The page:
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Top 10 Songs of the Week (7/15)

Plenty to get passionate about in our latest set of new tunes

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    Recently, the CoS staff got together and ranked the 100 best pop punk bands of all time. While there’s still some bickering around the office about placement (at least one of us is still smarting about Smoking Popes dropping into the low 50s), we took time out to put together a fresh list. While it certainly wasn’t all sweet and easy (there are still too many great songs released in a week to pick just 10), this one may have been just a little easier to rank. And who knows, we may wind up featuring some of these artists in a massive list down the road. Hopefully higher than 57.
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    10. Pillow Person – “Go Ahead”

    pillow person go ahead

    Sarah Jones may be best known as a sometime member of Hot Chip, but she’s about to step out on her own in a big way. Her first single under the Pillow Person moniker, “Go Ahead”, features enough squelchy synths and clap-along polyrhythms to fill the dance floor, and her harmonized vocals will provide the heartbeat to keep it feeling majestic. Jones sounds a bit like Grimes vocally through the laid-back and grooving version. The “Go Ahead” single (with a B-side called “In My Game”) drops 8/19 via Moshi Moshi, but this song alone is worth speculating what a full Pillow Person album might sound like. Here’s hoping it doesn’t take long. —Adam Kivel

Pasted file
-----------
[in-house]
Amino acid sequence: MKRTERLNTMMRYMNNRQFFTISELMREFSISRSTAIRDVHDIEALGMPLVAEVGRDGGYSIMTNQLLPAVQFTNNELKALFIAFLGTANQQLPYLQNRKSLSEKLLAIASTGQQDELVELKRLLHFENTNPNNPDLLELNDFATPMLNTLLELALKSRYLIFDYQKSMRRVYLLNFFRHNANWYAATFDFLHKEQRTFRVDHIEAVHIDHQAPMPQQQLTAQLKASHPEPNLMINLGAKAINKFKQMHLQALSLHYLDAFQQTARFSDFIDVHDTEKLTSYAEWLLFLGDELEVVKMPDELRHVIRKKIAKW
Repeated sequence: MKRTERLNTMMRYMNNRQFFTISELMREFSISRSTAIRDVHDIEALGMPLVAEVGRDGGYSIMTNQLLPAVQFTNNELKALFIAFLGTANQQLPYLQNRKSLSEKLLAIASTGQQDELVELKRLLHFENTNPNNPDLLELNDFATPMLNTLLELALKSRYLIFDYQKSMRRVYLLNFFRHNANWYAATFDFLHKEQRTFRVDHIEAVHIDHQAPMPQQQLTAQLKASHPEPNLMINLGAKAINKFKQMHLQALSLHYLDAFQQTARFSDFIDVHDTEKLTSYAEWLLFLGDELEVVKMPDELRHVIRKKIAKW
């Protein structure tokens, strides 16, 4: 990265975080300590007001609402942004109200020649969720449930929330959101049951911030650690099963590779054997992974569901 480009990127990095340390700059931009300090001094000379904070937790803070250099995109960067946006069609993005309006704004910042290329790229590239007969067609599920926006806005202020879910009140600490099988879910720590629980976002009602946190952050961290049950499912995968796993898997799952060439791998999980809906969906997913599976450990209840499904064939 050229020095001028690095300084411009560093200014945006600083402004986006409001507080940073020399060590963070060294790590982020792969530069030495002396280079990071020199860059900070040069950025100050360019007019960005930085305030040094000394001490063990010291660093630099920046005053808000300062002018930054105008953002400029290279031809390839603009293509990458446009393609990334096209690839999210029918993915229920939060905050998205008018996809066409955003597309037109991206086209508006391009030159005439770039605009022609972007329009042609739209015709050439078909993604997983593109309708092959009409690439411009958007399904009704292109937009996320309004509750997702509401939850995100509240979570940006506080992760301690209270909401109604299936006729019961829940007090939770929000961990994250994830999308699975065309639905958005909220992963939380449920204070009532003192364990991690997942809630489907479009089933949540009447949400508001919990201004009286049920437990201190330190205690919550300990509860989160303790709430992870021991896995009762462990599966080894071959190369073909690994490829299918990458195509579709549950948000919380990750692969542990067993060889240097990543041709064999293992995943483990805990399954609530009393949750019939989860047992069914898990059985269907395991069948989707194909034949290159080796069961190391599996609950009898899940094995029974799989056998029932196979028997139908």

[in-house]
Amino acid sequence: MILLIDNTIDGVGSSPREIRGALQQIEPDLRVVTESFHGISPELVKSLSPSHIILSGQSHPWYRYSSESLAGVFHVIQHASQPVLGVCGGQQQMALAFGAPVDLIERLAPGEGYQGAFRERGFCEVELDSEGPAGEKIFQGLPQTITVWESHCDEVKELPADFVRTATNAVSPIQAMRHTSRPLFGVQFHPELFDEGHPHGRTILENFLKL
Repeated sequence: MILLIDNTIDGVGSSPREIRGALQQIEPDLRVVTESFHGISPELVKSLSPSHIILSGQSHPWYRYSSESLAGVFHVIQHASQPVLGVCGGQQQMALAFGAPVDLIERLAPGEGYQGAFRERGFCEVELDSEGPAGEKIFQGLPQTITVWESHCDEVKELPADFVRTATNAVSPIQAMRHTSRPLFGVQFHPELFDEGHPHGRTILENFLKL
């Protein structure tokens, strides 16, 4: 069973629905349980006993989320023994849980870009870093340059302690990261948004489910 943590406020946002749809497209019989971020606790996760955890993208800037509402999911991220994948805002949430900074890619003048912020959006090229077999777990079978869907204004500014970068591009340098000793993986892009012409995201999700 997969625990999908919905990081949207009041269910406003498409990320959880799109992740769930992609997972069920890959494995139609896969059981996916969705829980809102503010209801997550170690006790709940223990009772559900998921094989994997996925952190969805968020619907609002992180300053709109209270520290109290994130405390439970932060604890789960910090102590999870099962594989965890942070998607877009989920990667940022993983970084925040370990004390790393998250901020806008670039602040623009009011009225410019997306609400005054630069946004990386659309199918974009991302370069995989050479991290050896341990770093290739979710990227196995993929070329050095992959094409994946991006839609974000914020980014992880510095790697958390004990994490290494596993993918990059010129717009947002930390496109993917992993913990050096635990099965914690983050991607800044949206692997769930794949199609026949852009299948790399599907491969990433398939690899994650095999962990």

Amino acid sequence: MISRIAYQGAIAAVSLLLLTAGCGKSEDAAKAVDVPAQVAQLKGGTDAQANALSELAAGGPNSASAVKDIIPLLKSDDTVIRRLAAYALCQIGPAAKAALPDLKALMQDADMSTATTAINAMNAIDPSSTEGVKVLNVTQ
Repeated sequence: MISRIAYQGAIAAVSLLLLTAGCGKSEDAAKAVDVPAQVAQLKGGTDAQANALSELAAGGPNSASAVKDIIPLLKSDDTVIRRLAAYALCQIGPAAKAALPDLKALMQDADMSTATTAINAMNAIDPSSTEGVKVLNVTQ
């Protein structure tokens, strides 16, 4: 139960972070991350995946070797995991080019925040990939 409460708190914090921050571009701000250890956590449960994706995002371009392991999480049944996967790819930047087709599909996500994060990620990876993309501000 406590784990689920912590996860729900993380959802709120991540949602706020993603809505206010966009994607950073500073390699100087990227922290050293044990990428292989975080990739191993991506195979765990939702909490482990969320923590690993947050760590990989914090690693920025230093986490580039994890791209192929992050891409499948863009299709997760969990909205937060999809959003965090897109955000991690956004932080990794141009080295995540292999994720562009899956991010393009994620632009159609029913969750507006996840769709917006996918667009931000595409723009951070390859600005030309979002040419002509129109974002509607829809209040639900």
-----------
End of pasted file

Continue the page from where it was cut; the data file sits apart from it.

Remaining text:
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    09. Valley Queen – “My Man”

    At first, Valley Queen seems to be a moniker for Natalie Carol on single “My Man”, the frontwoman belting with cushioned tone at the heart of the band’s music. But that’s unfair to the rest of the group. Carol’s words find their place thanks to the slow, motivated rumble of the rhythm section and a careful guitar line, a hint of what’s to come with the single’s proper release, B-side included, on August 12th via Canvasclub. Don’t fault her for the lyrical content. It’s a topic many cover in music — realizing the dark truths and downsides of someone you love once you commit to the relationship — but Valley Queen punctuates with liberated acceptance and forward motion. “Show me how your lightning strikes/ Did it burn your eyes?/ I wanna see the scars,” she sings. It’s easy to compare Carol to Karen O or Grace Potter as she sings with a liquid drawl, elongating phrasing and punching up phrases so that they hit with the power and purity of a drunken stupor. If you’re looking for someone to save you from the murky depression of life, one listen to “My Man” will do the trick. —Nina Corcoran


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